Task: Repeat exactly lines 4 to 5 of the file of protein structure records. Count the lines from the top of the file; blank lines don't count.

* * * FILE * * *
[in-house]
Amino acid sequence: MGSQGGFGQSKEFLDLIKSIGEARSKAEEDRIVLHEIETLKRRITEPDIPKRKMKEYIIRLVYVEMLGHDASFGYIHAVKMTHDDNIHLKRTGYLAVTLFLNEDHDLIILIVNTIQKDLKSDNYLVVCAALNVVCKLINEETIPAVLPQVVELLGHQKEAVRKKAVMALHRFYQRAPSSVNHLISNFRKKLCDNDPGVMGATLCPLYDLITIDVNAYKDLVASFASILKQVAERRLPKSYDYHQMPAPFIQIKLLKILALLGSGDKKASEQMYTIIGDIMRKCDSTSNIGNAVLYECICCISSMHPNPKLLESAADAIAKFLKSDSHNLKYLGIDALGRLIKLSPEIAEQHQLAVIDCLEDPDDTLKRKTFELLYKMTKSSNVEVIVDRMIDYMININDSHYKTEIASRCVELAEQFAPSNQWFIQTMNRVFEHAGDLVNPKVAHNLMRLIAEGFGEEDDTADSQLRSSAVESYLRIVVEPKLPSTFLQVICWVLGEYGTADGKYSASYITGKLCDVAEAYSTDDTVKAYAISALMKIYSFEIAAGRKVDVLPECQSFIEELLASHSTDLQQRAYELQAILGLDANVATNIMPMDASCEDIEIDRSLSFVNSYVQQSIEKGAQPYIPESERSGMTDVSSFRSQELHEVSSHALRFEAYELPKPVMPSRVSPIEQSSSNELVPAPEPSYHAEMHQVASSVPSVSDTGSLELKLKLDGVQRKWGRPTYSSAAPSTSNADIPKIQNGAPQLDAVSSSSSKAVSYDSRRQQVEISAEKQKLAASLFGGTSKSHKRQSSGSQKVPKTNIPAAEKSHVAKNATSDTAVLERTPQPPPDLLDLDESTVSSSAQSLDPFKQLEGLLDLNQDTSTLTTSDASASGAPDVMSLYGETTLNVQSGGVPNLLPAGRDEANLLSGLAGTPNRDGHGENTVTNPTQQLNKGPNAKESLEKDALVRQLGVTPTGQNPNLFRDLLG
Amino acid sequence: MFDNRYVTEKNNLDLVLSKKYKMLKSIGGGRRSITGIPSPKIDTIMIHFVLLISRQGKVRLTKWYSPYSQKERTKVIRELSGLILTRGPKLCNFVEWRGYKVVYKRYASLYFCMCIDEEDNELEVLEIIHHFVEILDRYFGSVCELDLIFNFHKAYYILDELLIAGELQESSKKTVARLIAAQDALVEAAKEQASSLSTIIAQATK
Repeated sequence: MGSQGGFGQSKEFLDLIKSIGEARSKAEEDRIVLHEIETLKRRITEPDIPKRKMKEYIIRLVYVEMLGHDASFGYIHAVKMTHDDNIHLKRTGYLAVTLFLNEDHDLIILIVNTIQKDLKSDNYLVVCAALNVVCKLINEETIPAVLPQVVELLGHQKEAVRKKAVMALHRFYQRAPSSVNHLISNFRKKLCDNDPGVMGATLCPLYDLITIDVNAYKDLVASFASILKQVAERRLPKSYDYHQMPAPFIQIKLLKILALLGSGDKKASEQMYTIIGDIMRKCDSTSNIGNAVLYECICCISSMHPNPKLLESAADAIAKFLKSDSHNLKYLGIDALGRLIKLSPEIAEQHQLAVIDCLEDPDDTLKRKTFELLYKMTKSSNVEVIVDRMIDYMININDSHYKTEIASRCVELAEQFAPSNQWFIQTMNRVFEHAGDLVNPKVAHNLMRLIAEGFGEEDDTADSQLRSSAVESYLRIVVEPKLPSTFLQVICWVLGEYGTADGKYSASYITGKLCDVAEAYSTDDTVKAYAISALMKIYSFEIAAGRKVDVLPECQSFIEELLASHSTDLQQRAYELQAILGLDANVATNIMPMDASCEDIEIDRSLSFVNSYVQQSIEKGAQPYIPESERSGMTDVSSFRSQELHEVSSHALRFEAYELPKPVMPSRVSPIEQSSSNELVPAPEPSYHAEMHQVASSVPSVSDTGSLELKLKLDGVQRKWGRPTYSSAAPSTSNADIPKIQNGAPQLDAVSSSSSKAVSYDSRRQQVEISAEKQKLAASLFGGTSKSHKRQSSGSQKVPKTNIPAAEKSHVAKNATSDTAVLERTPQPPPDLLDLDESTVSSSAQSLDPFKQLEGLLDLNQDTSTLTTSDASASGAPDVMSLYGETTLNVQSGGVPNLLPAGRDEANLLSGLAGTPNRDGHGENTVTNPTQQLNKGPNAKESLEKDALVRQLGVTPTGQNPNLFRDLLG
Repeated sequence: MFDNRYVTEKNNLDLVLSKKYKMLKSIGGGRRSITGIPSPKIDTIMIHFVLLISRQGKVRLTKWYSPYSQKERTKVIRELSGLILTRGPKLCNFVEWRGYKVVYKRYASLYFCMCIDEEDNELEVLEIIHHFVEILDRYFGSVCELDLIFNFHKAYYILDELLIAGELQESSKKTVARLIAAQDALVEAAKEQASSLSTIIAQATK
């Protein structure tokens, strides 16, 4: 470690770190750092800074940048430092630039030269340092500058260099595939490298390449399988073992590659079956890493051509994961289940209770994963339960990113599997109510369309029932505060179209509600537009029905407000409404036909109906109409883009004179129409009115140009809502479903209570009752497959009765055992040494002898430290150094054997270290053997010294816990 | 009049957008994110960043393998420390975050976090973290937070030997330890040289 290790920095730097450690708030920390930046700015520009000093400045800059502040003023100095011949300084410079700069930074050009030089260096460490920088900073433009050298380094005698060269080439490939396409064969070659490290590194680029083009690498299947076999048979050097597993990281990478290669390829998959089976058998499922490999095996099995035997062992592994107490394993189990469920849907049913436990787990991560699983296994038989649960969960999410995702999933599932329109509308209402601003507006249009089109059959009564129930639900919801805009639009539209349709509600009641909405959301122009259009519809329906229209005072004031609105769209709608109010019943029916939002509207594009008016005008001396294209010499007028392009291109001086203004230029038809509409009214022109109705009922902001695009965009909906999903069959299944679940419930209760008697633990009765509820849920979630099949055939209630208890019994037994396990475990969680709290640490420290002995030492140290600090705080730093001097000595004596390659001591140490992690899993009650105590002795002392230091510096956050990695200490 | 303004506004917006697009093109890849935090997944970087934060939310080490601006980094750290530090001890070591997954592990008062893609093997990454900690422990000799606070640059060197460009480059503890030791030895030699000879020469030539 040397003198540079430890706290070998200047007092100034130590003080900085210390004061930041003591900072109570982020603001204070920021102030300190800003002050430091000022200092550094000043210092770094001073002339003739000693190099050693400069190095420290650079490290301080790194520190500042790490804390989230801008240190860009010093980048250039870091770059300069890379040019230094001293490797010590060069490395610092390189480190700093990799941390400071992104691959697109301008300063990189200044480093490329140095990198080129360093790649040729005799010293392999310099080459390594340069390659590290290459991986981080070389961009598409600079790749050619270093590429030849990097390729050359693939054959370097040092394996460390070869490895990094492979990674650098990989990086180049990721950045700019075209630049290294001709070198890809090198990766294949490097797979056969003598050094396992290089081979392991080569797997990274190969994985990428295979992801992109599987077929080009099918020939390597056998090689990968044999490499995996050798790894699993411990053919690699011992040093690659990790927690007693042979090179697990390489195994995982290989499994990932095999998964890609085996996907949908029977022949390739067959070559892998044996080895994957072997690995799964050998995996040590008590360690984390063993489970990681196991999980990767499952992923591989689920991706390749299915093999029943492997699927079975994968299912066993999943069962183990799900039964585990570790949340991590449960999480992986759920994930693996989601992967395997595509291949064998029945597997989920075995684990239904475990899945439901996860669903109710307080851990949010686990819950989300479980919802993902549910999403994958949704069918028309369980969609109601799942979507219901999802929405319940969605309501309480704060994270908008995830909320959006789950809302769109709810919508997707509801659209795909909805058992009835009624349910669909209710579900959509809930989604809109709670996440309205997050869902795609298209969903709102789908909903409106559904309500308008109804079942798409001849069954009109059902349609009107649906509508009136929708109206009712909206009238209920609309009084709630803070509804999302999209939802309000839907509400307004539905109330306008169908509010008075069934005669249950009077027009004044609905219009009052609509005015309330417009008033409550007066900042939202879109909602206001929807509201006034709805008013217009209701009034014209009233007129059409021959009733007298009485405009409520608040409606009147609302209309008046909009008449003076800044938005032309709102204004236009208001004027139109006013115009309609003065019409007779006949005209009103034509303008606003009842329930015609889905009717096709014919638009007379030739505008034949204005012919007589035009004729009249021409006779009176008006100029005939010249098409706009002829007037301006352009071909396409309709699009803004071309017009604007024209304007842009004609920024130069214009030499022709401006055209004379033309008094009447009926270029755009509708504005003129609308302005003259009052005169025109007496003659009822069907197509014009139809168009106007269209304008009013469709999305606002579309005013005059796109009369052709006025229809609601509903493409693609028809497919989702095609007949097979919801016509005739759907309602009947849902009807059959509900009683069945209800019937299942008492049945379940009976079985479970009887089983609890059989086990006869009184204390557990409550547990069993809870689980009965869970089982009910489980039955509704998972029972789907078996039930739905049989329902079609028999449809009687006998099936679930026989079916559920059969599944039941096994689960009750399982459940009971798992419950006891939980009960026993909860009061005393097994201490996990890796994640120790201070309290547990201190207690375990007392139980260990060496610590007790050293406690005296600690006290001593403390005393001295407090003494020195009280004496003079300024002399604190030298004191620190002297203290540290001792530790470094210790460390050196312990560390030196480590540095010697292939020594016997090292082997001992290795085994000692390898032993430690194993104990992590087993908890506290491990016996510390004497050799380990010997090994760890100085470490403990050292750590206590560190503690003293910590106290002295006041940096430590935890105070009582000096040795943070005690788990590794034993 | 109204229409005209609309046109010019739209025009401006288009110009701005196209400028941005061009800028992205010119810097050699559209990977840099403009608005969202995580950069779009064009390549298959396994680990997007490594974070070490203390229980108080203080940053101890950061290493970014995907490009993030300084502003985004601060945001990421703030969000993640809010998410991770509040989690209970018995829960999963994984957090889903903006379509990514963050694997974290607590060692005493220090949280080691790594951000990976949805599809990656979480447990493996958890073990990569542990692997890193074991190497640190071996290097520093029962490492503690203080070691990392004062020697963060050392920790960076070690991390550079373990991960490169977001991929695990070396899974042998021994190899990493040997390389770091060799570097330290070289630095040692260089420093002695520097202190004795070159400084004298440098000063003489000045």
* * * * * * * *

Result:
Repeated sequence: MGSQGGFGQSKEFLDLIKSIGEARSKAEEDRIVLHEIETLKRRITEPDIPKRKMKEYIIRLVYVEMLGHDASFGYIHAVKMTHDDNIHLKRTGYLAVTLFLNEDHDLIILIVNTIQKDLKSDNYLVVCAALNVVCKLINEETIPAVLPQVVELLGHQKEAVRKKAVMALHRFYQRAPSSVNHLISNFRKKLCDNDPGVMGATLCPLYDLITIDVNAYKDLVASFASILKQVAERRLPKSYDYHQMPAPFIQIKLLKILALLGSGDKKASEQMYTIIGDIMRKCDSTSNIGNAVLYECICCISSMHPNPKLLESAADAIAKFLKSDSHNLKYLGIDALGRLIKLSPEIAEQHQLAVIDCLEDPDDTLKRKTFELLYKMTKSSNVEVIVDRMIDYMININDSHYKTEIASRCVELAEQFAPSNQWFIQTMNRVFEHAGDLVNPKVAHNLMRLIAEGFGEEDDTADSQLRSSAVESYLRIVVEPKLPSTFLQVICWVLGEYGTADGKYSASYITGKLCDVAEAYSTDDTVKAYAISALMKIYSFEIAAGRKVDVLPECQSFIEELLASHSTDLQQRAYELQAILGLDANVATNIMPMDASCEDIEIDRSLSFVNSYVQQSIEKGAQPYIPESERSGMTDVSSFRSQELHEVSSHALRFEAYELPKPVMPSRVSPIEQSSSNELVPAPEPSYHAEMHQVASSVPSVSDTGSLELKLKLDGVQRKWGRPTYSSAAPSTSNADIPKIQNGAPQLDAVSSSSSKAVSYDSRRQQVEISAEKQKLAASLFGGTSKSHKRQSSGSQKVPKTNIPAAEKSHVAKNATSDTAVLERTPQPPPDLLDLDESTVSSSAQSLDPFKQLEGLLDLNQDTSTLTTSDASASGAPDVMSLYGETTLNVQSGGVPNLLPAGRDEANLLSGLAGTPNRDGHGENTVTNPTQQLNKGPNAKESLEKDALVRQLGVTPTGQNPNLFRDLLG
Repeated sequence: MFDNRYVTEKNNLDLVLSKKYKMLKSIGGGRRSITGIPSPKIDTIMIHFVLLISRQGKVRLTKWYSPYSQKERTKVIRELSGLILTRGPKLCNFVEWRGYKVVYKRYASLYFCMCIDEEDNELEVLEIIHHFVEILDRYFGSVCELDLIFNFHKAYYILDELLIAGELQESSKKTVARLIAAQDALVEAAKEQASSLSTIIAQATK